Monday 19 August 2019

Government dismisses UK plan to give Barnier new mandate for Brexit talks

Proposal to reopen withdrawal deal 'nonsense' and 'unrealistic'

Michel Barnier’s mandate was called into question. Picture: Steve Humphreys
Michel Barnier’s mandate was called into question. Picture: Steve Humphreys
Hugh O'Connell

Hugh O'Connell

A new UK government proposal for EU leaders to give the Brexit negotiator Michel Barnier a mandate to reopen the withdrawal deal has been dismissed as "nonsense" by the Irish Government.

Brexit Secretary Stephen Barclay has proposed that leaders of the EU's 27 member states give Mr Barnier a new mandate to renegotiate the agreement in order to avoid a no-deal scenario on October 31.

"There is simply no chance of any deal being passed that includes the anti-democratic backstop. This is the reality that the EU has to face," Mr Barclay wrote yesterday.

But the Irish Government rejected Mr Barclay's proposal within hours of it appearing in the 'Mail on Sunday'.

A spokesperson for Tánaiste Simon Coveney told the Irish Independent: "The EU's position couldn't be clearer, the Withdrawal Agreement is not up for renegotiation."

An Irish Government source characterised Mr Barclay's latest proposal as "more of this nonsense".

Oireachtas Brexit Committee chairman Senator Neale Richmond said Mr Barclay's idea was "unrealistic" and pointed out that the Conservative cabinet minister, who was reappointed by Prime Minister Boris Johnson last month, had voted for the withdrawal deal in parliament on the three occasions that it was put to a vote by former prime minister Theresa May earlier this year.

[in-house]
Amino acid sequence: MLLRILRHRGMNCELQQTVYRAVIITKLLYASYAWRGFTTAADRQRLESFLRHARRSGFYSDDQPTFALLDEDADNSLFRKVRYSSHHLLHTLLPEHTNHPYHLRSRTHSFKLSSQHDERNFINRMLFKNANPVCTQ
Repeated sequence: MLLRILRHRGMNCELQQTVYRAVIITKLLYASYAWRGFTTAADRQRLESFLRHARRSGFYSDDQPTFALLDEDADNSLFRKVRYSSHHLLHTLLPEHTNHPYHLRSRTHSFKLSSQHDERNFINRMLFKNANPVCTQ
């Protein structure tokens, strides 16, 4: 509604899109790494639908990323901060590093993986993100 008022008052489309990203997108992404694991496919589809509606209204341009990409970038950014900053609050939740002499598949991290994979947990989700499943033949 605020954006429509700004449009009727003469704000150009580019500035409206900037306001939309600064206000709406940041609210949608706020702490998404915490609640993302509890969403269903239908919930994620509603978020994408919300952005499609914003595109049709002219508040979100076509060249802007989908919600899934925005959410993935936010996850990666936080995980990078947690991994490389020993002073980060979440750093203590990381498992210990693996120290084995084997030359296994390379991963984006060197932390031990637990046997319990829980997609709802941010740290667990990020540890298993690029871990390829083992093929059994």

"To read Mr Barclay discussing mandates and issuing instructions to Michel Barnier is unfortunate.

"There is no way he had a mandate for a no deal but this is what this British government, with a parliamentary majority of just one, is now pushing towards," Mr Richmond said.

"The Withdrawal Agreement is the product of 18 tortuous months of negotiation, it is a fair, compromise agreement that can allow the UK to leave the EU in an orderly fashion while meeting its responsibilities."

In his opinion piece published yesterday, Mr Barclay wrote that the withdrawal deal would not be accepted as is and argued that the EU's own mandate had been changed as a result of the outcome of May's European Parliament elections.

"EU chief negotiator Michel Barnier is telling us his instructions from European leaders mean he cannot change it. As he told me when we spoke last week, his mandate is his mandate - he can only negotiate what the commission and leaders of member states have agreed.

"But the political realities have changed since Mr Barnier's instructions were set. Since the last mandate was agreed, 61pc of all the EU states' MEPs have changed. Such a fundamental shift illustrates the need for a change of approach.

"Mr Barnier needs to urge EU leaders to consider this if they too want an agreement, to enable him to negotiate in a way that finds common ground with the UK. Otherwise, no deal is coming down the tracks."

Mr Barclay's proposal came amid a report that Mr Johnson's chief aide, Dominic Cummings, told MPs last week that even losing a no-confidence vote in parliament could not stop the government taking the UK out of the EU on October 31. The 'Sunday Telegraph' reported that Mr Cummings said the prime minister could set an election date for after the Brexit deadline, meaning the UK still leaves at Halloween.

Irish Independent

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